Wildland Firefighting: Adverse Influence on Indices of Metabolic and Cardiovascular Health

Robert H. Coker, Carl J. Murphy, Michelle Johannsen, Grant Galvin, Brent C. Ruby

Research output: Contribution to journalArticlepeer-review

Abstract

Objective:The purpose of this study was to evaluate pre-and postseason measures of body composition, skeletal muscle, and blood parameters/liver lipid in wildland firefighters (WLFF) over the fire season.Methods:Alaskan WLFF (N = 27) crews were evaluated pre-and postwildfire season, which included 63 ± 10 operational days. Body composition, thigh muscle area, and liver lipid were quantified using dual-energy radiograph absorptiometry and magnetic resonance imaging, respectively. Blood metabolic and lipid panels were also collected and analyzed.Results:Total body, fat, and visceral fat mass increased from pre-to postseason (P < 0.05). Total cholesterol, LDL, and total globulin also increased (P < 0.05). There was a trend (P = 0.06) towards an increase in intrahepatic lipid.Conclusions:The observed maladaptive changes in adipose tissue, blood lipids, and hepatic function may reflect adaptations/consequences to occupational demands/conditions and warrant evaluation of appropriate countermeasures.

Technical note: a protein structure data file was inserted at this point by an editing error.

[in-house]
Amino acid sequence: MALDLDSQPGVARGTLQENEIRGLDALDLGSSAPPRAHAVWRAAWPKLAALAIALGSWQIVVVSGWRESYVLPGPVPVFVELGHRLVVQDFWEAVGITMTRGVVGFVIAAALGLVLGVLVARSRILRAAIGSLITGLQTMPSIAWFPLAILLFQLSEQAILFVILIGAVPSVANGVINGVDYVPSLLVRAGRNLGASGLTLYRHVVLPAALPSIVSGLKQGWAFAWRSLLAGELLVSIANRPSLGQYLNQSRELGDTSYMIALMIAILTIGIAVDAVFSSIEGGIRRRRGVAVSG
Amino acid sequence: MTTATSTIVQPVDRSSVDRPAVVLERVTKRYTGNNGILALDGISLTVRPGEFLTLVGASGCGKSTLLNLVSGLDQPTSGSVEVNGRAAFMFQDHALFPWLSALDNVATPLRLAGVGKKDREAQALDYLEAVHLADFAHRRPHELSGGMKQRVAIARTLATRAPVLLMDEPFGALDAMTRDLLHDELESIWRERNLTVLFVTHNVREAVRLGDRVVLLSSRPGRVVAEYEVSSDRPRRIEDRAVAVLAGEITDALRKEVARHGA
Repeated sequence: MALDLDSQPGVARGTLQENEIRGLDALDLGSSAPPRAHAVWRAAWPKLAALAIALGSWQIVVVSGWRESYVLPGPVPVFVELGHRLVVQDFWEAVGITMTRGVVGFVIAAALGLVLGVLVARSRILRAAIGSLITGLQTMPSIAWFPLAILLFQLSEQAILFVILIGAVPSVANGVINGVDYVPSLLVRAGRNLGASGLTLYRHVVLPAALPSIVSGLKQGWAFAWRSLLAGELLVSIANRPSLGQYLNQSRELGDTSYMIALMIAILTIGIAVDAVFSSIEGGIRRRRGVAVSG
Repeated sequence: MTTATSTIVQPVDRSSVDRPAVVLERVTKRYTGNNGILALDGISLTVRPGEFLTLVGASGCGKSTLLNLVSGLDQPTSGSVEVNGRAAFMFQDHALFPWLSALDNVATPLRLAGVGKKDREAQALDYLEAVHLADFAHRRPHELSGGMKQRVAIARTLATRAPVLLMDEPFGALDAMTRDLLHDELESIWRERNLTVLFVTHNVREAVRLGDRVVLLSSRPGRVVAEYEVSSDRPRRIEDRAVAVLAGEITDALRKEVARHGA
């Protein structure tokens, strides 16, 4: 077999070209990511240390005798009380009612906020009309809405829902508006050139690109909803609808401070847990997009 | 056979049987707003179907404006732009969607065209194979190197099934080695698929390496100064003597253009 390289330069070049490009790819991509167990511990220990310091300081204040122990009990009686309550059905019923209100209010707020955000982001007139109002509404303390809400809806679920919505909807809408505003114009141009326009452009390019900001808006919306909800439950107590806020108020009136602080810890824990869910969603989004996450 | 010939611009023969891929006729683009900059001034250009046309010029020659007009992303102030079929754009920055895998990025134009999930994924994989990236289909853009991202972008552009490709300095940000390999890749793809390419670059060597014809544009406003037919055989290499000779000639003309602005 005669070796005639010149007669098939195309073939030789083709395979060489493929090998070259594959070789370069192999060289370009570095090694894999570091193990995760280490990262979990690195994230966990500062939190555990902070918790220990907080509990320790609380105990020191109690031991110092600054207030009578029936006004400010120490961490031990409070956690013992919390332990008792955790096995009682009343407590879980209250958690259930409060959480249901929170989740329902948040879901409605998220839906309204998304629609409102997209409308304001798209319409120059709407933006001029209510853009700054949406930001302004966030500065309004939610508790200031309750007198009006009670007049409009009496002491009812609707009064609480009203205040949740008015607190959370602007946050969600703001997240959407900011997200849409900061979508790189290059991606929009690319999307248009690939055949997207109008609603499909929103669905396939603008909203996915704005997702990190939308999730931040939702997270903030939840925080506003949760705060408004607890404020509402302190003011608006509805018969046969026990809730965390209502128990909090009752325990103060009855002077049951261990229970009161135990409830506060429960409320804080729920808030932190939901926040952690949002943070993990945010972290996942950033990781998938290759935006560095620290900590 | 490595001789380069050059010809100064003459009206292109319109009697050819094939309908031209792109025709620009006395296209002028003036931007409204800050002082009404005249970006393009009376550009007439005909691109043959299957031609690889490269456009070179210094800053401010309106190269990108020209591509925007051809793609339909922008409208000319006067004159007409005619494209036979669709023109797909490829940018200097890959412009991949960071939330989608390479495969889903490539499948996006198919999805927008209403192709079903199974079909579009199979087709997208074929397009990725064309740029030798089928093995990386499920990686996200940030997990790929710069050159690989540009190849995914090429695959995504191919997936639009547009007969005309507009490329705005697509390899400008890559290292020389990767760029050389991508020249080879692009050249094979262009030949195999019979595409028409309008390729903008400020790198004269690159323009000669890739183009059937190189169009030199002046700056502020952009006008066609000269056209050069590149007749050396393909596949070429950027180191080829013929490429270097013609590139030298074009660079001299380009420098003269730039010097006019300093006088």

Original languageEnglish
Pages (from-to)E91-E94
JournalJournal of Occupational and Environmental Medicine
Volume61
Issue number3
DOIs
StatePublished - Mar 1 2019

Keywords

  • body composition
  • cholesterol
  • intrahepatic lipid
  • metabolic
  • wildland firefighter

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